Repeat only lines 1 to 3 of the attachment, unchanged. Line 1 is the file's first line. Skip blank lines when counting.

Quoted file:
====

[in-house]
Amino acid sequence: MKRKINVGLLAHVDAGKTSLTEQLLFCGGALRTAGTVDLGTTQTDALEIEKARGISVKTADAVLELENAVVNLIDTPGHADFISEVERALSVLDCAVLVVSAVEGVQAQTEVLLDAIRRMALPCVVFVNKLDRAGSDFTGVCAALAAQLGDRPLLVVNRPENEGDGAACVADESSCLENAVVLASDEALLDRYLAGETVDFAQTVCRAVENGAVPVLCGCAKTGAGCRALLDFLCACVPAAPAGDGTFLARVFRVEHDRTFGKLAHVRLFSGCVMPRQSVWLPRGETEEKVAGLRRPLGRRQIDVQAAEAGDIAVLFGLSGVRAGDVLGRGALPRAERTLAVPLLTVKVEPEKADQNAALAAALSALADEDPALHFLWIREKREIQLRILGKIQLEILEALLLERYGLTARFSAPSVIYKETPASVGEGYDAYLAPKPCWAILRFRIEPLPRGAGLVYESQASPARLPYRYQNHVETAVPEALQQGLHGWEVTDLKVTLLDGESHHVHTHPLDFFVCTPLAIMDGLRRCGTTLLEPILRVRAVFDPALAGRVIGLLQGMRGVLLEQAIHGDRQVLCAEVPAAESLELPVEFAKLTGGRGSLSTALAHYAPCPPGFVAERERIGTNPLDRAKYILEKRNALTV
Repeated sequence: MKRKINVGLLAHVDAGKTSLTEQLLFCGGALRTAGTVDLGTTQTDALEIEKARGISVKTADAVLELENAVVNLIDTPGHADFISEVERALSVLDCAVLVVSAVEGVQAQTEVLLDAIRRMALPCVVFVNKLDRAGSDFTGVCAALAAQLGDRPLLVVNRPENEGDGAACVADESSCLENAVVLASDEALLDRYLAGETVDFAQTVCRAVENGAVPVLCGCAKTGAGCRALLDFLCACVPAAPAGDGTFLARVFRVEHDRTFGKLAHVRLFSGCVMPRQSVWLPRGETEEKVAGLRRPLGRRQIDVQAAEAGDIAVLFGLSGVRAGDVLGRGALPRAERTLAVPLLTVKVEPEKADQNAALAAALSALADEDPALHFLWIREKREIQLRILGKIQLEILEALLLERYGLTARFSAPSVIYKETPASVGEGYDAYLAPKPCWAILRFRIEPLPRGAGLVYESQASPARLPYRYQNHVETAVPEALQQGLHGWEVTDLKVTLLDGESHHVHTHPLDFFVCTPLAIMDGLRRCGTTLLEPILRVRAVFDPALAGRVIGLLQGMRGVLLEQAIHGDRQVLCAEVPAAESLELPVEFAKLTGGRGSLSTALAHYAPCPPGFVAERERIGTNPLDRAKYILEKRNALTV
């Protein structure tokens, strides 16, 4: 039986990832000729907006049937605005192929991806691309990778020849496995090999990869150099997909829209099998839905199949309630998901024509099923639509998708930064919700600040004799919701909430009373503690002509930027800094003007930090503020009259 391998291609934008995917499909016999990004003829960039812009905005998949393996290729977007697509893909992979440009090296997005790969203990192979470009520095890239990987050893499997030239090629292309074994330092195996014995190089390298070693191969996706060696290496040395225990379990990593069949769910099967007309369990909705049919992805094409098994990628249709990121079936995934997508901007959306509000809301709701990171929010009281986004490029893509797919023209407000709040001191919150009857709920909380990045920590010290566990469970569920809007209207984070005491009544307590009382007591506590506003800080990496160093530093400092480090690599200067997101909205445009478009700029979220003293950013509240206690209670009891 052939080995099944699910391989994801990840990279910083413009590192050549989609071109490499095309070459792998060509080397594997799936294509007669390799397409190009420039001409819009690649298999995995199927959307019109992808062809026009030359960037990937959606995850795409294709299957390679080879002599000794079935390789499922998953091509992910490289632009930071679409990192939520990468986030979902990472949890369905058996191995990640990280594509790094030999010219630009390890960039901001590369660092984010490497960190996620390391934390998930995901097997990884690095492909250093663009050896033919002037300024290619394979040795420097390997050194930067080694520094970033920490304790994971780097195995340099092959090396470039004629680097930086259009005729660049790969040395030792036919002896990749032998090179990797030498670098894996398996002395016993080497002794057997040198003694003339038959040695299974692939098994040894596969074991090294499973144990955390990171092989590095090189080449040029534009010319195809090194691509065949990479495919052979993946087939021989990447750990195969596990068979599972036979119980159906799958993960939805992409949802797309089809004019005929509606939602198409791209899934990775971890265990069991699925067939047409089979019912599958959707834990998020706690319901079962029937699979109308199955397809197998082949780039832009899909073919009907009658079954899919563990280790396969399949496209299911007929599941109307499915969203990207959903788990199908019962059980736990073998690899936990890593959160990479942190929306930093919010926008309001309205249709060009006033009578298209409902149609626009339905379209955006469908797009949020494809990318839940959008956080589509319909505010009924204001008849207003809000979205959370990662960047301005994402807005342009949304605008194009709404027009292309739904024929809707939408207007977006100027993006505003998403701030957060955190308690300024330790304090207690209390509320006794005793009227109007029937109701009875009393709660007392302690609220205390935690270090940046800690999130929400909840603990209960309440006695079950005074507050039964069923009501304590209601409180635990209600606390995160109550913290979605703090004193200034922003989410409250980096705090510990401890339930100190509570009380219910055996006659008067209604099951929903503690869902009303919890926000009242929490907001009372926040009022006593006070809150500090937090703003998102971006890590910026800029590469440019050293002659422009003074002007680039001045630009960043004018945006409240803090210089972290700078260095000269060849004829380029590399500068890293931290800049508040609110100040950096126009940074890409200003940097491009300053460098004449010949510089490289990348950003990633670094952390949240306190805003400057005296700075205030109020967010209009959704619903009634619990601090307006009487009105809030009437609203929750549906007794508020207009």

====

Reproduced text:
[in-house]
Amino acid sequence: MKRKINVGLLAHVDAGKTSLTEQLLFCGGALRTAGTVDLGTTQTDALEIEKARGISVKTADAVLELENAVVNLIDTPGHADFISEVERALSVLDCAVLVVSAVEGVQAQTEVLLDAIRRMALPCVVFVNKLDRAGSDFTGVCAALAAQLGDRPLLVVNRPENEGDGAACVADESSCLENAVVLASDEALLDRYLAGETVDFAQTVCRAVENGAVPVLCGCAKTGAGCRALLDFLCACVPAAPAGDGTFLARVFRVEHDRTFGKLAHVRLFSGCVMPRQSVWLPRGETEEKVAGLRRPLGRRQIDVQAAEAGDIAVLFGLSGVRAGDVLGRGALPRAERTLAVPLLTVKVEPEKADQNAALAAALSALADEDPALHFLWIREKREIQLRILGKIQLEILEALLLERYGLTARFSAPSVIYKETPASVGEGYDAYLAPKPCWAILRFRIEPLPRGAGLVYESQASPARLPYRYQNHVETAVPEALQQGLHGWEVTDLKVTLLDGESHHVHTHPLDFFVCTPLAIMDGLRRCGTTLLEPILRVRAVFDPALAGRVIGLLQGMRGVLLEQAIHGDRQVLCAEVPAAESLELPVEFAKLTGGRGSLSTALAHYAPCPPGFVAERERIGTNPLDRAKYILEKRNALTV
Repeated sequence: MKRKINVGLLAHVDAGKTSLTEQLLFCGGALRTAGTVDLGTTQTDALEIEKARGISVKTADAVLELENAVVNLIDTPGHADFISEVERALSVLDCAVLVVSAVEGVQAQTEVLLDAIRRMALPCVVFVNKLDRAGSDFTGVCAALAAQLGDRPLLVVNRPENEGDGAACVADESSCLENAVVLASDEALLDRYLAGETVDFAQTVCRAVENGAVPVLCGCAKTGAGCRALLDFLCACVPAAPAGDGTFLARVFRVEHDRTFGKLAHVRLFSGCVMPRQSVWLPRGETEEKVAGLRRPLGRRQIDVQAAEAGDIAVLFGLSGVRAGDVLGRGALPRAERTLAVPLLTVKVEPEKADQNAALAAALSALADEDPALHFLWIREKREIQLRILGKIQLEILEALLLERYGLTARFSAPSVIYKETPASVGEGYDAYLAPKPCWAILRFRIEPLPRGAGLVYESQASPARLPYRYQNHVETAVPEALQQGLHGWEVTDLKVTLLDGESHHVHTHPLDFFVCTPLAIMDGLRRCGTTLLEPILRVRAVFDPALAGRVIGLLQGMRGVLLEQAIHGDRQVLCAEVPAAESLELPVEFAKLTGGRGSLSTALAHYAPCPPGFVAERERIGTNPLDRAKYILEKRNALTV